We have to enter into it year after year. It is really what the Church in her liturgy and life constantly proclaims in each and every service of the Holy Eucharist, namely, our participation in the Passion of Christ. He suffers for us, to be sure, but to the end that we may know his love, the love of the Father and the Son and the Holy Spirit, that immense and incommensurable love that we can never exhaust and never fully comprehend. Only through the Passion in all of the grim horrors of our humanity in its ceaseless and endless disarray, it seems, can we even begin to contemplate “the breadth and length and depth and height” of that divine love which sets all loves in order. In every service of the Holy Eucharist we are reminded of the Passion of Christ and of the grace that is given that we may participate in the Son’s thanksgiving to the Father. For that redeems all our sins and makes us lovely even out of the unloveliness of our ignorance and the darkness of our sin. Such is the purpose of Passiontide: to reveal, as the hymn puts it, “the rule of heaven.”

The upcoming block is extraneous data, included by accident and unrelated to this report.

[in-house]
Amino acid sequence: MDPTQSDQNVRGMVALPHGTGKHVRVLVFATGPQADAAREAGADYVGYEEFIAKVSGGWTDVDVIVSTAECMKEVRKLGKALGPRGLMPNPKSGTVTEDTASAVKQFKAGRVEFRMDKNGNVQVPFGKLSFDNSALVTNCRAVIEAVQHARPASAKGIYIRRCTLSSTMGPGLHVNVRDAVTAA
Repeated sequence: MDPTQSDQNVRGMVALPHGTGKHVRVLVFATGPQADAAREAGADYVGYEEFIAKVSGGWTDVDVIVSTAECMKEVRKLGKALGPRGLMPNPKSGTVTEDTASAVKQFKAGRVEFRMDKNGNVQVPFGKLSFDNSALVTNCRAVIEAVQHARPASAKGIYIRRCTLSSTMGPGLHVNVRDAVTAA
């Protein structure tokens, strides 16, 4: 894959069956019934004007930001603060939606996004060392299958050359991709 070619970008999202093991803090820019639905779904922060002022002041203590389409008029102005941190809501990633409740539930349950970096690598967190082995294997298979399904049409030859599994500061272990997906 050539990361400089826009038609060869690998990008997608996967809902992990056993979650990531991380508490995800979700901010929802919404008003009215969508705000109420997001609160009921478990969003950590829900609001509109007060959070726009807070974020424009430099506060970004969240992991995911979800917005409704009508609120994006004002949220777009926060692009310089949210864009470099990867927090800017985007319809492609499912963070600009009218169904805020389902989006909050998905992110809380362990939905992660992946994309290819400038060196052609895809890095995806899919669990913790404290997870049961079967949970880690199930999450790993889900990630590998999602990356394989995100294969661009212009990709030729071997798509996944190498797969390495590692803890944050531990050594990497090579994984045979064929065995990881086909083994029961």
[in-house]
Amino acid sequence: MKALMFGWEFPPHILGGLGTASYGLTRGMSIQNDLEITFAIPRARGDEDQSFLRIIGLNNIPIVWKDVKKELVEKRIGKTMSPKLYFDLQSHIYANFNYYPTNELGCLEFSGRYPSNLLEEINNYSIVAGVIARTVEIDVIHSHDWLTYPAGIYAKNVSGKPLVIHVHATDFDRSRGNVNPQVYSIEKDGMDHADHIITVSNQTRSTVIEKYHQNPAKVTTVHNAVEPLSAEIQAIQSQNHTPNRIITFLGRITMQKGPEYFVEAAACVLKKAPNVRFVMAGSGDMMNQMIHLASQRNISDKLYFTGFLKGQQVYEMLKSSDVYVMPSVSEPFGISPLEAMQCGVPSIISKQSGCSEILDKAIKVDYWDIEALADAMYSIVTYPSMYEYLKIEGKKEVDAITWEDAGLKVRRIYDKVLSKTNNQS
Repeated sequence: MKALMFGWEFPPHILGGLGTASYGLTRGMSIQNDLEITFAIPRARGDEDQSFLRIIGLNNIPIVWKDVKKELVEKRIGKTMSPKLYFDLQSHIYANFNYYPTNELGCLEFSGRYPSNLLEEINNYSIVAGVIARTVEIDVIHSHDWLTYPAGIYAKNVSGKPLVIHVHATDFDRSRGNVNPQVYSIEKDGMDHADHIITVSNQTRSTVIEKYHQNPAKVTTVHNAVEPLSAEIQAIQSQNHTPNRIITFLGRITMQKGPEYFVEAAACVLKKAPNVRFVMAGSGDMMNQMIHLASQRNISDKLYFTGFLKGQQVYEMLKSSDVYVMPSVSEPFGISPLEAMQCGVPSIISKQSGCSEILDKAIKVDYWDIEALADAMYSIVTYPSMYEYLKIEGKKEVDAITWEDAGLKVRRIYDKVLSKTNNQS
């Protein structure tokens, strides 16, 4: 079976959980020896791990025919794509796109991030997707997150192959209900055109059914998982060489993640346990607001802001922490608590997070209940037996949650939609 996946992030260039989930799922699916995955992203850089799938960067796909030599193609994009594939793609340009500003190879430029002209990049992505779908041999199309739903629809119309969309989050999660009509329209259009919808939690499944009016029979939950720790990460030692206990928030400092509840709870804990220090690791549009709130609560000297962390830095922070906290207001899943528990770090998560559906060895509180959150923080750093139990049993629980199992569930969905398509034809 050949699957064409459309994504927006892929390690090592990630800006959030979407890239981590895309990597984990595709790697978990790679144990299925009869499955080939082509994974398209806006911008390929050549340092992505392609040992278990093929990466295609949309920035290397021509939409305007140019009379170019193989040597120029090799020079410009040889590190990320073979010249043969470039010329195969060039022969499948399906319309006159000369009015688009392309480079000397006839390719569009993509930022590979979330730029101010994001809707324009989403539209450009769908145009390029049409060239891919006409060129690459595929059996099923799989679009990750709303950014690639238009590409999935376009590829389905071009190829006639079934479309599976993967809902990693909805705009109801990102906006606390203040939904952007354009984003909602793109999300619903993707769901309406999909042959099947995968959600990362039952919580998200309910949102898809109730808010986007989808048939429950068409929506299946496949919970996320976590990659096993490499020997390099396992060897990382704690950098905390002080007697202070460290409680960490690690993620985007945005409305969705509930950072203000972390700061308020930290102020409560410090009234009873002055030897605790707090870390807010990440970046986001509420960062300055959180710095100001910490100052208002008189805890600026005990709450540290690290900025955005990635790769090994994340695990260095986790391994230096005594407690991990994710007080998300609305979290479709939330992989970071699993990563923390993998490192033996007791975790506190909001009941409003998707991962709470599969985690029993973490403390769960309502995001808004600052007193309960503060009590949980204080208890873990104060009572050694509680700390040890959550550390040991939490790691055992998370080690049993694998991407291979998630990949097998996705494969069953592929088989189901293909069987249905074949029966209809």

“Before Abraham was, I am” is that rule and that reality. It points to the infinite mercy of the grace of God in Jesus Christ; he is “the perfect life”, the life that “was given.” It proclaims the mystery that we can only enter into with the prayer that we may grow in understanding. We go the way of the cross to behold the horror and the glory.
Somehow the shadows of the purple-veiled crosses of Passiontide illuminate the darkness of sin and show us the light of redemption. The Eternal Son of the Everlasting Father wills to suffer for us; his passion, meaning his suffering, signals the divine love which wills our redemption.
“Before Abraham was, I am.”
Father Ed Bakker,
Anglican Catholic Church / Original Province
Mission of Saint Aidan of Lindisfarne